Credit and Finance for MSMEs: Despite being an important contributor to the growing forex business, MSMEs often get trapped between the complexities and jargon of the forex market that often gets too technical.
- By Anand Tandon
Credit and Finance for MSMEs: Foreign Exchange (forex) is the lifeline for many businesses yet it remains a complex and puzzling subject for most corporates especially, MSMEs. While this industry is highly regulated and governed by the Reserve Bank of India, yet ambiguity surrounds the forex transactions – done on the OTC (Over the Counter transactions) platforms. In India, OTC forex transactions are the ones done with banks as counterparties. On average over $40 billion of forex is transacted on a daily basis over the OTC platform in India, of which MSMEs contribute to around 25 per cent. It is noteworthy to mention here that currently, MSMEs contribute around 32 per cent to India’s GDP which, as per government’s estimates, is slated to grow to 40 per cent in the next few years.
Despite being an important contributor to the growing forex business, MSMEs often get trapped between the complexities and jargon of the forex market that often gets too technical. Spot, futures, forward, currency pair, bid price, ask price, cross pair, and various other aspects that need a hawk eye to derive advantage out of a forex transaction is lacked by them.
A foreign exchange transaction normally consists of buying and selling rate of the currency, forex transaction charges, and remittance charges. Banks however tend to share partial information with the clients. This leads to ambiguity and opaqueness in forex transactions.
One of the biggest factors in settling a forex transaction is the spot rate, the market price at which the transaction is done. Normally, real-time foreign exchange spot rates are available on live data terminals like Bloomberg, Reuters, Cogensis, etc., just like the stock prices are shown on the brokerage platforms of stock exchanges. Banks also rely on Bloomberg and Reuters for forex deal-making but most MSMEs do not have access to these live rates (real-time data terminals are quite expensive).
Banks tend to take advantage of this situation and normally quote a higher or lower forex rate (0.5% to 1.5%) than the live currency rate. They tend to build in currency fluctuations risk and combine few other charges like the bank commissions or forex transaction charges, service charges, etc. Once agreed, the bank would settle the transaction at the lowest/highest possible rate thereby making a handsome profit on each forex transaction. In the year 2020-21 Indian banks made approximately Rs 60,000 crore from overall forex transactions.
Though clients are liable to pay these bank charges, they are not informed about the details and hence they do not know if these are genuine or if these could be reduced or negotiated. For MSMEs, these charges prove costly and are a direct hit on their bottom line. With accurate information and the right negotiation skills, these charges can be reduced substantially and the savings could be ploughed back into the business and help grow the MSME sector.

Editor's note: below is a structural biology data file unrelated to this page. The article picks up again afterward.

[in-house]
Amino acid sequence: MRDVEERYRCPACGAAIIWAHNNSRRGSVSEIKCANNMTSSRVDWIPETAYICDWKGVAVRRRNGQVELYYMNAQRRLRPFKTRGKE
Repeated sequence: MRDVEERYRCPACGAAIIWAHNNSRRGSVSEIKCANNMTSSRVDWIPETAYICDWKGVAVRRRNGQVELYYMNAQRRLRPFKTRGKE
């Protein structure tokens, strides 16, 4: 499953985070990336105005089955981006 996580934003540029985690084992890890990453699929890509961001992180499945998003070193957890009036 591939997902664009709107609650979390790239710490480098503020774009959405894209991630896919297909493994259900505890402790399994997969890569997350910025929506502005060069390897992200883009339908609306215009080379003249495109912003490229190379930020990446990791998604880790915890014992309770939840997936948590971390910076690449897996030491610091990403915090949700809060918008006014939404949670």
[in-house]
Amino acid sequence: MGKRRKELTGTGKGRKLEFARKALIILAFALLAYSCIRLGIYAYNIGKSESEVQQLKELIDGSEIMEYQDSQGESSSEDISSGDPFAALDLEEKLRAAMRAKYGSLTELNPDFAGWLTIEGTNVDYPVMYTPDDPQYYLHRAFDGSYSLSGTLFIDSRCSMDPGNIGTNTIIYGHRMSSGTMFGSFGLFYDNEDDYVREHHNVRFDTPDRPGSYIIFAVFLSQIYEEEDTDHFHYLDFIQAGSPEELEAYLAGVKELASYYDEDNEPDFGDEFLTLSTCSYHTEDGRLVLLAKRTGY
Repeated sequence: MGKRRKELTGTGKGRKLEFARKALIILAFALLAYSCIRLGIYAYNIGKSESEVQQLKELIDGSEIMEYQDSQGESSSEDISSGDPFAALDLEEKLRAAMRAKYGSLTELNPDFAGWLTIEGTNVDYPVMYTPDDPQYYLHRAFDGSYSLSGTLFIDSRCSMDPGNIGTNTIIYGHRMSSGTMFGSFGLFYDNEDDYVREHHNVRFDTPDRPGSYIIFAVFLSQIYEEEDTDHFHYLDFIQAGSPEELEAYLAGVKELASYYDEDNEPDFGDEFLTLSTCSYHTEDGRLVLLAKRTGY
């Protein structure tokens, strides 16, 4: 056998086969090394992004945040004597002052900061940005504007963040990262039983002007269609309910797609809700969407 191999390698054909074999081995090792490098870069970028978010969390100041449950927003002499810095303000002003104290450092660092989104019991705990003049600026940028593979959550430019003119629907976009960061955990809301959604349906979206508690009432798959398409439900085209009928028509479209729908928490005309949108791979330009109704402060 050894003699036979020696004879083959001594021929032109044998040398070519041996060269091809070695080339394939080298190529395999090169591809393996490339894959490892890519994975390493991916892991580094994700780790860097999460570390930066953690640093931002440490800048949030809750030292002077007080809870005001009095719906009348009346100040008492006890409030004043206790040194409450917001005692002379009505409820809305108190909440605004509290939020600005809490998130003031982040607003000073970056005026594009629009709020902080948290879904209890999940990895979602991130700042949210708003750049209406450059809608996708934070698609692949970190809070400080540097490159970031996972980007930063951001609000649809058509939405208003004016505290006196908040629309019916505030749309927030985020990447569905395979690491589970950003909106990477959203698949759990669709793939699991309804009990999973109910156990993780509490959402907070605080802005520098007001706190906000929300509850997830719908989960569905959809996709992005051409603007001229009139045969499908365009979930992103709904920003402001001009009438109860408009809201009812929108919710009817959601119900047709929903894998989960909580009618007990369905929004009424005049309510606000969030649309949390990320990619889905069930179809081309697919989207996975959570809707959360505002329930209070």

Due to their sizeable forex transactions, large corporates can afford to hire forex experts to negotiate with the banks, however MSMEs lack on both platforms. Owing to smaller transaction sizes, MSMEs neither are able to afford experts nor do they have the negotiation power against the mighty banks. This is where technology is playing a helping hand to MSMEs.
In the last year and a half, the pandemic has been brutal for MSMEs at large. The high interest costs resulting from higher debtor cycles are hurting their bottom line. The volatile currency market is also creating confusion for exporters and importers. MSMEs can negotiate themselves with the banks in case they have the access to inter-bank rates. Also, the application of cash discounts or forward premiums makes it complex for MSMEs to really understand the arithmetic around forex calculations. The absence of forex know-how and the limited capability to handle volatile forex markets is leading to consistent losses for the MSMEs.
The online forex platforms have been able to address the issue of opaqueness in forex transactions and have primarily focused on bringing transparency in the overall process. They bring the information and the massive research done by various global experts/agencies and offer it to MSMEs for taking a logical decision with respect to forex trade/transaction. MSMEs have, thus, been benefitted as they now have greater flexibility in dealing with the banks, much like the large organizations. This has resulted in the generation of substantial savings for MSMEs in the form of interest cost on forex transactions which in turn has led to increased working capital for them.
The government has been trying to give impetus to the MSMEs, and RBI from time to time has tried simplifying foreign exchange rules, and have been prompting banks to be more transparent with respect to their dealings on forex. RBI has also created platforms like Clearing Corporation of India where retail customers and MSMEs can register and do their forex transactions. However, a large part of MSMEs is yet to use such platforms and benefit from them. With more knowledge being disseminated by various players in the market, forex transactions are set to be more transparent in the future.
Anand Tandon is the Founder and CEO of Myforexeye. Views expressed are the author’s own.